How to Begin Shooting in Manual Mode
First, you need to understand why or why not to shoot in manual mode. Despite what some people will say, most pro photographers shoot in Aperture Priority mode. This means that you set the camera for the aperture you want, and it picks the shutter speed based on available light. A good rule of thumb when just wandering around taking pictures is to set your camera in Aperture Priority at f8. This is a good general-purpose aperture and will handle the bulk of your photography. If the light is particularly tricky or you are shooting with flash or strobes, you may want to switch to manual mode.
As already discussed, Aperture Priority is when you set the aperture and let the camera choose the shutter speed. In Shutter Priority, you set the shutter speed and let the camera choose the aperture. This is handy in sports shooting where you want to freeze or blur the action. In manual mode, you will set both of these. And this is one big reason for not shooting manual. There is no automation, so if the light changes, you will need to change one or both of these settings, or you may not get the shot. You can also change the ISO setting, but for now, concentrate on these two.
“Once you have a decent camera and begin taking some better photographs, some people will tell you that professional photographers always shoot in manual mode. While this is not true, there are advantages to shooting manual and learning how isn't as difficult as you might think.”
To get started, set your camera on the automated mode you are accustomed to. This should give you good results. Using your camera's menu, look at the picture, and determine the aperture and shutter speed the camera chose for this shot. Refer to your camera's manual if you don't know how to do this. Now change your camera to Aperture Priority and set the aperture to the setting your camera used in auto mode. Retake the same picture, and you should get nearly identical results. Next, set it to Shutter Priority and repeat the process. Again, same picture, same results. This is because, despite the different settings, your camera has used identical aperture and shutter speed for all three, unless the light has changed.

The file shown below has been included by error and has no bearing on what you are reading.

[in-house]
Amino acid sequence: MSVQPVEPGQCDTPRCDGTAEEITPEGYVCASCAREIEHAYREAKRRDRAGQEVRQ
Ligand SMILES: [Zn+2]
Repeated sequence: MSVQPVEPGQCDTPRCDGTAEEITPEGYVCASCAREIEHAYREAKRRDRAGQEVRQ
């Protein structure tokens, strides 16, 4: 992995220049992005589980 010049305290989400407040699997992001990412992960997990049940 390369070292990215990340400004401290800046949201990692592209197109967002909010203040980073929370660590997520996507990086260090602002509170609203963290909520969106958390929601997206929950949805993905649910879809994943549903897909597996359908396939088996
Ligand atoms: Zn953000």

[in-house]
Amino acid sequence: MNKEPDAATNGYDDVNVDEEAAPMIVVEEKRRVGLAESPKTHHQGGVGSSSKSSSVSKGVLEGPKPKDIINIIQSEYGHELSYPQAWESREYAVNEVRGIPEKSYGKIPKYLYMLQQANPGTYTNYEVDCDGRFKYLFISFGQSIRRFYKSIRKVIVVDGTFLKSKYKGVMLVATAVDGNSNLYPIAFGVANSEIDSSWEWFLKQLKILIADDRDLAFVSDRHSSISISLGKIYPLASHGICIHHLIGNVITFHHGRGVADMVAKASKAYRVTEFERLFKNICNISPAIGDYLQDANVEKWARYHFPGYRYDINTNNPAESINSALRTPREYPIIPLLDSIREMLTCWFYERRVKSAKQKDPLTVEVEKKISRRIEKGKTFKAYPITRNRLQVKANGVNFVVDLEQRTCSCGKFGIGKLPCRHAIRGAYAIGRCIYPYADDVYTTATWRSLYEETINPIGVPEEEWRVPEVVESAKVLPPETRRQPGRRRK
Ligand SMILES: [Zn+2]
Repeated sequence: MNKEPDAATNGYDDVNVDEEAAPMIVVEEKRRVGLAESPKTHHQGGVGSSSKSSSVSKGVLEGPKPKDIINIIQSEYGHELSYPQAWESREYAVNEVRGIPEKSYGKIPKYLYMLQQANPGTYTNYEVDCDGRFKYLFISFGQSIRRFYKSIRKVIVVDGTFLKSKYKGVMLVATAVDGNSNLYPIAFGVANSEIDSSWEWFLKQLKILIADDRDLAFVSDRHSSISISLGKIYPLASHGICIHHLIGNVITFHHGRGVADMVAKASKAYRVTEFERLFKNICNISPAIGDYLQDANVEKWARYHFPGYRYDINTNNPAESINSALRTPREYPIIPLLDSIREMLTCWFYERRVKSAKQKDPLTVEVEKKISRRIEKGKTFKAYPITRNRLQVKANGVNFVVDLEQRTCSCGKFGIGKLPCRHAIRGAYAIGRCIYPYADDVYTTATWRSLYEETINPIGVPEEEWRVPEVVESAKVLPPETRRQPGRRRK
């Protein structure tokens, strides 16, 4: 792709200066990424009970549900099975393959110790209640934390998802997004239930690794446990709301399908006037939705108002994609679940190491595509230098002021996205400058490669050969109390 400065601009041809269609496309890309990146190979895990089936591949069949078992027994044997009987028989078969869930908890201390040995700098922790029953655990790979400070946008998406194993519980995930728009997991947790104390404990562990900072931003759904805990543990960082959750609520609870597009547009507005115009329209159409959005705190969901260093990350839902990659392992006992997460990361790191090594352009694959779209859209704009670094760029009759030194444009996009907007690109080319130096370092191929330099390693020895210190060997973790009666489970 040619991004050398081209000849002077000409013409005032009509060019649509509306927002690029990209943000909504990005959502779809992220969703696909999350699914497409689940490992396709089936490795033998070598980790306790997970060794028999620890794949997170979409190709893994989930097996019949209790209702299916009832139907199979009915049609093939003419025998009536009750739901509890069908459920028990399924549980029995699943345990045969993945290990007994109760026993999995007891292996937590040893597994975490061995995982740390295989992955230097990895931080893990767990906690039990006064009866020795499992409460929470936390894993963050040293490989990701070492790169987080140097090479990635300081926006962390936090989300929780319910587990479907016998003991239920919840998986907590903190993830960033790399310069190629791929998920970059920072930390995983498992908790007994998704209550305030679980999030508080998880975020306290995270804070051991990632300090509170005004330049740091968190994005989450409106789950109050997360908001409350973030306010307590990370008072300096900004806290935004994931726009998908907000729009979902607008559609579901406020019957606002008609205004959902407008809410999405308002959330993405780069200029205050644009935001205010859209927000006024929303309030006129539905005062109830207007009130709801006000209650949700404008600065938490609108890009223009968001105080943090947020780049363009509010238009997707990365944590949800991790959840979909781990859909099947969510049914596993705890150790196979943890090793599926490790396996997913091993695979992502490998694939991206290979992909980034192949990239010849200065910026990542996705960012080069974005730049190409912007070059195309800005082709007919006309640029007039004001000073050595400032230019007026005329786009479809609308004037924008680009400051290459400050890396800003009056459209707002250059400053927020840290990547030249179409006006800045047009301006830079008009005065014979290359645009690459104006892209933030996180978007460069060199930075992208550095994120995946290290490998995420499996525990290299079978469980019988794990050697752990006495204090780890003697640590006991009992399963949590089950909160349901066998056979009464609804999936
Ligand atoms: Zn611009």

Next, move your camera to the dreaded manual mode. Refer to the manual again to determine which dials or buttons change both aperture and shutter speed. Set both to the same settings used above and take the picture again. You should have the same picture with the same exposure. Congratulations! You have shot in manual mode. Now, move the camera and take an image with different light, either brighter or more shadows. Take another picture and see what happens. It's probably not as good this time, because the light changed, but your camera settings didn't. Here lies the difficulty in shooting manual. But following the process outlined above and with practice, you will learn how to read the light and adjust your settings accordingly.
Shooting in manual mode shouldn't be a big mystery. Follow the steps above and learn how to begin shooting in manual mode.
In need of photography services, or looking to take your current photos and create albums, wall decor, prints or even need specialized digital design services? Let's Talk!
Call Direct: 1-216-228-7169